The trouble with this assumption is that the UN is not a police force. It may or may not be nice if that was the case. However, you should notice in your own society that there is an "entrance criteria" to join the police force. E.g. it is very unlikely that known criminals would be allowed membership of the police force. This is not the case in the UN. Membership in the UN is based on whether you control the strongest armed group in your country.

The World at War

As much as we may wish otherwise, morality plays little part in the outcome of a war. War will be won by whoever develops the next superweapon. Iceland would have been able to rule the world if they had developed nuclear missiles before anyone else, and had built sufficient quantity that it was clear that resistance was futile. The next military innovation is not guaranteed to be in the hands of the most economically powerful country (although absent revolutionary invention, or gross mismanagement, that is certainly most likely).

If Iran happens to have a brilliant scientist who is able to develop nanotechnology, enabling all nuclear silos to penetrated and disabled, then the new rulers of the world will be the current dictators in Iran. Regardless of whether they are right or wrong, good or bad, level of culture, or anything else.

Also, do not assume that guns in the hands of civilians is sufficient protection against an odious government. Guns were common in Saddam's regime. Successful revolutions were much rarer. Do not over rely on mythology and the movie "Red Dawn" for your personal safety. Also do not rely on the bravery of a volunteer army over conscripts, or democracies over dictatorships. In fact, even with superior weaponry, don't assume victory even then. In World War II, the German tank force beat a superior British/French force with superior tactics.

And even do not place all your faith in allies. A military coup can change the best friend into the worst enemy, in the blink of an eye.

The only safe assumption is that the world is inherently unsafe. The only reason we aren't living under one of a variety of potential dictatorships currently, has a lot more to do with luck than we would like to believe. It could have been you in the gulags, and there is no mathematical equation that proves that we won't have gulags and slavery in the future. The price of democracy is eternal vigilence. Unfortunately we don’t know how much vigilence is enough, nor whether we will be disciplined enough in the future to remember the lessons of the past.

Praying to a god will not solve the problem, as 6 million Jews can attest to. Nor will signing peace treaties solve the problem, as Chamberlain can attest to. The ability to organize violence in your favour will determine how many rights you get, wishful thinking aside.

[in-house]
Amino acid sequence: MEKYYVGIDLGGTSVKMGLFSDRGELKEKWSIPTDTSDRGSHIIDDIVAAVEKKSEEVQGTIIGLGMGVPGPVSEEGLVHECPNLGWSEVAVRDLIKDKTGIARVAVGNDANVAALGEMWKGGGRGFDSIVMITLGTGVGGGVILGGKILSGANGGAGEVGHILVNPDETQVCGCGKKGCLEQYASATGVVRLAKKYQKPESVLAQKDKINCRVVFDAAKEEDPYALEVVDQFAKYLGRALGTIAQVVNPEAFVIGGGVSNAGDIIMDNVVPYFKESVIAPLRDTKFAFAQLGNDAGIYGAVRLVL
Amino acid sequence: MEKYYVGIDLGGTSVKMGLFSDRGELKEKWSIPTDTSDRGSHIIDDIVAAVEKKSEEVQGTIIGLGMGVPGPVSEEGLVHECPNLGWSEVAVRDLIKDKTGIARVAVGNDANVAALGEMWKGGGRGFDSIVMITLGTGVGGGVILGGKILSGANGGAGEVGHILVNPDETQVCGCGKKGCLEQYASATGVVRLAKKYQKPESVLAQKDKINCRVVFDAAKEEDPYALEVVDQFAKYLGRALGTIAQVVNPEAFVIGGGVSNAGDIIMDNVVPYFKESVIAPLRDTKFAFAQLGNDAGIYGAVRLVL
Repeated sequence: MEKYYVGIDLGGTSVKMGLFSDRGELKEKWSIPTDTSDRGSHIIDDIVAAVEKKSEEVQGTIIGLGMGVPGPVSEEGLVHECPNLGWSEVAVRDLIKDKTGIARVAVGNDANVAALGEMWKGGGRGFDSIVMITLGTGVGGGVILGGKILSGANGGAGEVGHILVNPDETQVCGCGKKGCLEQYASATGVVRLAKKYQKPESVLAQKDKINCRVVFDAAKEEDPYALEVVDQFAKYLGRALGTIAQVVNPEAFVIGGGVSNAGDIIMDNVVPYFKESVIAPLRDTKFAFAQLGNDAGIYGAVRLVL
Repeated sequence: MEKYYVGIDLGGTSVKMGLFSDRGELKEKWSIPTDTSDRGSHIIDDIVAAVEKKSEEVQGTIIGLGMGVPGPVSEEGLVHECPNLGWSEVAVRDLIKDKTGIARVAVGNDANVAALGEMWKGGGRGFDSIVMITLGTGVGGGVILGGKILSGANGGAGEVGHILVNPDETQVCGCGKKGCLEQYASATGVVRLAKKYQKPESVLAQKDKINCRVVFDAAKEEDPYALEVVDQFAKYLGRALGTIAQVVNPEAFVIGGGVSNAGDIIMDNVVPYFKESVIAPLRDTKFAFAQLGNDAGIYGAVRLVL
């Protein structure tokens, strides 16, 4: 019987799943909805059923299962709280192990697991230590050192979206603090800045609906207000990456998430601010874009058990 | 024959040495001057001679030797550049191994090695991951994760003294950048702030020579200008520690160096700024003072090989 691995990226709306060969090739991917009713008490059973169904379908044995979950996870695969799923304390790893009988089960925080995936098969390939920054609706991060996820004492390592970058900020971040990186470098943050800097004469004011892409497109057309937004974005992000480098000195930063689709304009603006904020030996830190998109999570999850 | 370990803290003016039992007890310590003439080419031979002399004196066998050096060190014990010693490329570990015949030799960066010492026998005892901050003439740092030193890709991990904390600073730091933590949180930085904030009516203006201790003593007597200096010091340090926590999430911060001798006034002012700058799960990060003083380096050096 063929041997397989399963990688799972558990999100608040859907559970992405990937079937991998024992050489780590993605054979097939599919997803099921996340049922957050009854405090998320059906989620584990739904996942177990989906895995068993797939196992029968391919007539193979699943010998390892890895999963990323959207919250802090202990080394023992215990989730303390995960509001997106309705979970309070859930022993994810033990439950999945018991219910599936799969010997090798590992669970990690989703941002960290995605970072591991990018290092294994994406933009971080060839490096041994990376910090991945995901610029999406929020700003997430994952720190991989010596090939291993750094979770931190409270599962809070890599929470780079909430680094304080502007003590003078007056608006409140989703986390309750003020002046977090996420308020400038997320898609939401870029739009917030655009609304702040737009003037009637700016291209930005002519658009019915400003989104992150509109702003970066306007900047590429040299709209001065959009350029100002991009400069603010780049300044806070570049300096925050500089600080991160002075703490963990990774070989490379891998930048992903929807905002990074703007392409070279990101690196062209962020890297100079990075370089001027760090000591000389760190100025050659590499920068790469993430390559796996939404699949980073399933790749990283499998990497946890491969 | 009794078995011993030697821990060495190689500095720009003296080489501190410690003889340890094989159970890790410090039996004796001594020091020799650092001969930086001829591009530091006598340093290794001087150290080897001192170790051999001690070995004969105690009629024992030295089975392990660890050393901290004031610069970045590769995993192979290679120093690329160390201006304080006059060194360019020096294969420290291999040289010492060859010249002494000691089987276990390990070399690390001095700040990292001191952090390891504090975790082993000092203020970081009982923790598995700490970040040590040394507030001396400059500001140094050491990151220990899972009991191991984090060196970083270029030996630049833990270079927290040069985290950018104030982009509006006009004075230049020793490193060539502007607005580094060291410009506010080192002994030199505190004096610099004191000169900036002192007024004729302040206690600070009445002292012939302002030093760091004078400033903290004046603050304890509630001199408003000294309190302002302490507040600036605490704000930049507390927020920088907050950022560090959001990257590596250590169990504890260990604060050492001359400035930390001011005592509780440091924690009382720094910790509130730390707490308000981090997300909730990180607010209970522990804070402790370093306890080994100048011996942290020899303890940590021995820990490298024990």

One thing that the left wing and right wing in the west can agree on is they would not want to lose the freedoms that they currently enjoy. What is less agreed is whether these freedoms should be enjoyed by other countries who are currently living under dictatorship, and regardless of the answer to that question, whether they have the right, or the obligation, to change that situation.

Leaving morality aside, as it plays little part in deciding the outcome, we can at least agree that the objective is to ensure our own freedoms remain intact, regardless of what atrocities occur elsewhere. We can at least agree that anyone who attempts to impose some sort of Islamic dictatorship on us is wrong to do so, and should be defended against. Even if the Islamic dictatorship in Iran thinks that it is the kindest thing they could possibly do for us, to avoid us going to hell and being forced to drink boiling water.

Internal Threats

Let us now look at the dangers to our personal security. The danger from within is that either a revolution or a military coup will introduce a brutal regime. The chances of a revolution in a modern democracy are quite slim, as the revolutionaries would normally just vote themselves into power if they had the numbers.

A military coup is not so rare. Very few countries have a long record of uninterrupted democratic rule. At the time of writing (2004), Venezuela is at a democratic crossroad.

The likelihood of a military coup can be mitigated by getting soldiers to swear allegiance to the constitution, and require them to refuse to obey an illegal order. This ingrained allegiance, combined with a general population that is tolerant enough to accept electoral defeat, and with an economy in working order, makes the concept of a military coup absurd in some countries, such as Australia . You would be hard pressed to find a single soldier to go along with an attempt to install a dictator.